“We do not presume to come to this thy Table, O merciful Lord, trusting in our own righteousness, but in thy manifold and great mercies. We are not worthy so much as to gather up the crumbs under thy Table. But thou art the same Lord, whose property is always to have mercy: Grant us therefore, gracious Lord, so to eat the flesh of thy dear Son Jesus Christ, and to drink his blood, that our sinful bodies may be made clean by his body, and our souls washed through his most precious blood, and that we may evermore dwell in him, and he in us. Amen.”

  7. the most difficult thing i find when im depressed is that the holy bible teaches us to love God with all our heart, soul, mind and strength. This makes me feel very guilty.

    im trying not to compare my life with other peoples – in adverts on tv etc. i know that some people are in far worse situations than me – that doesnt help me either.

    Facebook is a really difficult one – all the happy photos of families and friends out together. As for me im divorced and my children dont live with me. Although i get on very well with them.

    But i try very hard to hide how i am “feeling” from them.
    I am told not to rely on my feelings. Im told not to feel sorry for myself. Im told there is something so much better in heaven.

    Ive been well for 9 months this time but its coming back and im really scared.

  8. I think the worst culprit of all in this concept of “spending time with God” or “putting God first in your life”. I’ve never understood what this means, nor have I really found anyone else who could really articulate it without falling back onto buzz-words.

    If the Spirit of Christ has indwelt our hearts, that changes everything, not just adding a capstone to the top of our list: “groceries, call mom, read a little bit, see how Jon’s doing, and..oh yeah, spend time with God”. It seems like just another task to do, one that is seldom, concretely, defined.

    I’m across the pond, but evangelicalism here, God (I try not to use the word as a proper noun since it’s so nebulous) fills in, almost, a psychological function.

    Anyway, I’ve got no problem with using wrote prayers to help direct thoughts, or perhaps silence directed before the cross. But Jesus tells us clearly that we show we love him when we obey his commands, which many times have to do with loving others, caring for the weak, and providing needs. This ain’t the condition of love or a new legalism, but the fact where Rome et al. comes up with all sorts of chants, rosary use, sacramental additions, is to try and fill up being obedient to Christ. That is that it usually makes you an obedient son of the church rather than an obedient son/servant/friend/brother of Christ..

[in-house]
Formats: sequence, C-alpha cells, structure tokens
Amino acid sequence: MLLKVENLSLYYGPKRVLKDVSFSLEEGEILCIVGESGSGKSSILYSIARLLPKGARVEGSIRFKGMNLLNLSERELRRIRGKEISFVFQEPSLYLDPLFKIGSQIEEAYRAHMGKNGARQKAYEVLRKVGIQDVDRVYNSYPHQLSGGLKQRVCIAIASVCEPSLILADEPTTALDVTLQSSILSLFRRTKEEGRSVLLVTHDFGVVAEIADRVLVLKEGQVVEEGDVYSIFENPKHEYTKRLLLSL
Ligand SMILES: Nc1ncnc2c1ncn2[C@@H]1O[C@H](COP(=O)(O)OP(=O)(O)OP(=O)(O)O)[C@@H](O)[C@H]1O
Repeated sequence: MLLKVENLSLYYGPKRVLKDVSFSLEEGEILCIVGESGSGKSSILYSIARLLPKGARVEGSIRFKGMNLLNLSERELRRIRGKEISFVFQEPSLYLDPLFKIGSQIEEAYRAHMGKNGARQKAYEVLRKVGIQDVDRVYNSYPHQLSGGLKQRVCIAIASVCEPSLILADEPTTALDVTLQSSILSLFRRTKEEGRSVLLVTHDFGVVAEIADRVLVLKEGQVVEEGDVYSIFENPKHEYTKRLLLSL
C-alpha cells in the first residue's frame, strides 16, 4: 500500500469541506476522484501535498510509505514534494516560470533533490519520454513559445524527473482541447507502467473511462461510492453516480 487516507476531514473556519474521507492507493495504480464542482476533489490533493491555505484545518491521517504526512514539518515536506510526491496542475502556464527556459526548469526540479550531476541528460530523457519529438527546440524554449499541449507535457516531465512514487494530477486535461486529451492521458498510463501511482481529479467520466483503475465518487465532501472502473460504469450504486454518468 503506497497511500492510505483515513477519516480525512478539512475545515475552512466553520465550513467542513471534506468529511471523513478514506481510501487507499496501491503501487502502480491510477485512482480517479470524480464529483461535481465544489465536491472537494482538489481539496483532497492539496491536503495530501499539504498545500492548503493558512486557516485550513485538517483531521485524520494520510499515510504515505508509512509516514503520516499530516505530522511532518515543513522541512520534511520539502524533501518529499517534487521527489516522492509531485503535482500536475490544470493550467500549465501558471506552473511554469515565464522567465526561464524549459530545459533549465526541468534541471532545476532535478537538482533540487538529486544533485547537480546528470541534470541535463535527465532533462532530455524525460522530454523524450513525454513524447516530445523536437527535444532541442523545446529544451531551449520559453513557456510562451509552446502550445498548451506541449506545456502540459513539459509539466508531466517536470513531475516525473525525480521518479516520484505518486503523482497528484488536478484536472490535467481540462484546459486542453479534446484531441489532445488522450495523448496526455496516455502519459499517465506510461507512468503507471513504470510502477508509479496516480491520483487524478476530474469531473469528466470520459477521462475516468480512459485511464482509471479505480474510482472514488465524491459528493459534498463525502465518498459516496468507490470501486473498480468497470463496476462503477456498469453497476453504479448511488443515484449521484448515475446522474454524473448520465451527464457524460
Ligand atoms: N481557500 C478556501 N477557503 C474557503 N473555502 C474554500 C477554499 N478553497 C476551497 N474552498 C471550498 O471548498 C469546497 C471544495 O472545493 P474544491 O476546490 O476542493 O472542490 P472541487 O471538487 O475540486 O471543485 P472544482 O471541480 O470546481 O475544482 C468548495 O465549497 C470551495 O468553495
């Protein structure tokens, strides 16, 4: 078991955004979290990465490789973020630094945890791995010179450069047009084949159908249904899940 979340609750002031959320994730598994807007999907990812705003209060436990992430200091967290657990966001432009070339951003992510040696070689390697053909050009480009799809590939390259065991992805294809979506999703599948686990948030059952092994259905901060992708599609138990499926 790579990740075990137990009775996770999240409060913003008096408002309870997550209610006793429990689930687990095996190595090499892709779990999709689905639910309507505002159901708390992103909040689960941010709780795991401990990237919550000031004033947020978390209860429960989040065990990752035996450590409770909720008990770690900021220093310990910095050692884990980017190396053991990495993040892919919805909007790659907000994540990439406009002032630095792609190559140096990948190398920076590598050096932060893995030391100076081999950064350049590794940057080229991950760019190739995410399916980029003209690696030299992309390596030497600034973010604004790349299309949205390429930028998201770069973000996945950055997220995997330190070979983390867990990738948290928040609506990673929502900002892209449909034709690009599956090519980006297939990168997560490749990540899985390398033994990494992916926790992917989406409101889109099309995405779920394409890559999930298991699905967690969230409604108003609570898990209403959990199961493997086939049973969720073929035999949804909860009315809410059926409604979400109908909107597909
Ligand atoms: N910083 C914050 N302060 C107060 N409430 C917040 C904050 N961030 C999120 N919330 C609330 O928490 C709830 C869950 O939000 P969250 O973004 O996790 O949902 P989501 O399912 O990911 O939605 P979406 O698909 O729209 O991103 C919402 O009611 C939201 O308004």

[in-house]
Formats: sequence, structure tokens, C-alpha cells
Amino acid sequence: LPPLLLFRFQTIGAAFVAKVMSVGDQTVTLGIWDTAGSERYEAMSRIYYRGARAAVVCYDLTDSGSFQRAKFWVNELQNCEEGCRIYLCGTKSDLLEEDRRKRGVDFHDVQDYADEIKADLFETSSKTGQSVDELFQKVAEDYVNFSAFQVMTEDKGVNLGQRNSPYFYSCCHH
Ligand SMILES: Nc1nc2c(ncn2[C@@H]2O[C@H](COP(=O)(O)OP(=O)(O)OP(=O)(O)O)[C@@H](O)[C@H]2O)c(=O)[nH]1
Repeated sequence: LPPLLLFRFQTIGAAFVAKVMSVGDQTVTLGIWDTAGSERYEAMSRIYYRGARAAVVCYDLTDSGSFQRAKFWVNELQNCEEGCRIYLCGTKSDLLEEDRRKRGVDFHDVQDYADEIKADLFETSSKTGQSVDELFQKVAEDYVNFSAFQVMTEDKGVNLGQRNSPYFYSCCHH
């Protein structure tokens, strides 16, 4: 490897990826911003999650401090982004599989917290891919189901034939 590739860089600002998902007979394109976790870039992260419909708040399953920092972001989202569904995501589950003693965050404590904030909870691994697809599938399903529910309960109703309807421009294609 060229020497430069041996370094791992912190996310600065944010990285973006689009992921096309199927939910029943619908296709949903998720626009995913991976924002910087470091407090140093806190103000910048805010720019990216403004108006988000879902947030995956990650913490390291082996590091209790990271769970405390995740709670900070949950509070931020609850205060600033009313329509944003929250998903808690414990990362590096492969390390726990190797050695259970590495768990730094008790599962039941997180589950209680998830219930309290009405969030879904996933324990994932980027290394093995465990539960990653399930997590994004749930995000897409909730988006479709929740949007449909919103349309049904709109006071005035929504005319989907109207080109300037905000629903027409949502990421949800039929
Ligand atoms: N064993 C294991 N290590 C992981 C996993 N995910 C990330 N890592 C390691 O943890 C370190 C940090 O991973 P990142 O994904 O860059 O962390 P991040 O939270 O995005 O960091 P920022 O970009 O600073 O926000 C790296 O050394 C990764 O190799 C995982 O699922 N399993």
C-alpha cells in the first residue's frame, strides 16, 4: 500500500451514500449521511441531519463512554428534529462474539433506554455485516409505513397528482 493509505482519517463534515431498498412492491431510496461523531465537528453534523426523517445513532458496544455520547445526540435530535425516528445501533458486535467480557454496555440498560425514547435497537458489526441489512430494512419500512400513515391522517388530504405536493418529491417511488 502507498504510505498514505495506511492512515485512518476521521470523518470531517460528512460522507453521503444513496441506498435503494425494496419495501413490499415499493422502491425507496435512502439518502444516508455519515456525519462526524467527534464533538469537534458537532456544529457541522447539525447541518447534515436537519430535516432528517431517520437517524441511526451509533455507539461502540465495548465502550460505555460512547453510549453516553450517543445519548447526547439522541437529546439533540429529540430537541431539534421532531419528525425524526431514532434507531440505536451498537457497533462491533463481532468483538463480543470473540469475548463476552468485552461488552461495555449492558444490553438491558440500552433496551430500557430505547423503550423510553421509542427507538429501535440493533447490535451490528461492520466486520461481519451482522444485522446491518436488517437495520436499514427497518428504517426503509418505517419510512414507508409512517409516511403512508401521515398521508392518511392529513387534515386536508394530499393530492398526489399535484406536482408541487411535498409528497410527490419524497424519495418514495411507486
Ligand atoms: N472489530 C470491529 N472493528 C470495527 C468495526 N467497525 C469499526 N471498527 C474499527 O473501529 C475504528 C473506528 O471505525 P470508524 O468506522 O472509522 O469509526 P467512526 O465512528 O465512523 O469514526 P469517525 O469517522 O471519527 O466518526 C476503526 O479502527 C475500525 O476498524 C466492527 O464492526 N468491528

This all comes from someone who doesn’t do a good job at all that. I survive day to day on His mercy.

    2 pence/cents,

  9. Learning2Float, a little trick I have when the emotional register of the song is way above what I’m feeling (which can be quite often indeed with some modern songs)… I imagine the One singing it to be Jesus, and I’m just joining in. Essentially it’s how we ought to read the Psalms too, but when the white-hot devotion is way beyond me, I sing it “in Christ” and trust Him to feel it when I don’t.

    For more on that, I wrote a post called “When I don’t desire God… the King does.”


    Thanks Susie.

    Jon, yes “treating everything as a spiritual problem” can be a real issue (given some pretty silly views of “spiritual” versus “physical”). I was at a sceptic’s society this week where a neuroscientist gave a fascinating lecture on brain chemistry. It would be a very healthy thing if more Christians also acknowledged that we are flesh and blood and full of frailties that can’t simply be worshipped away.

    Pip, that’s probably my favourite prayer in all liturgy. (Though the second post-communion prayer is also up there, “Almighty and everliving God…”) Actually taking communion is so precious – it’s a pity evangelicals, as a rule, don’t do it more.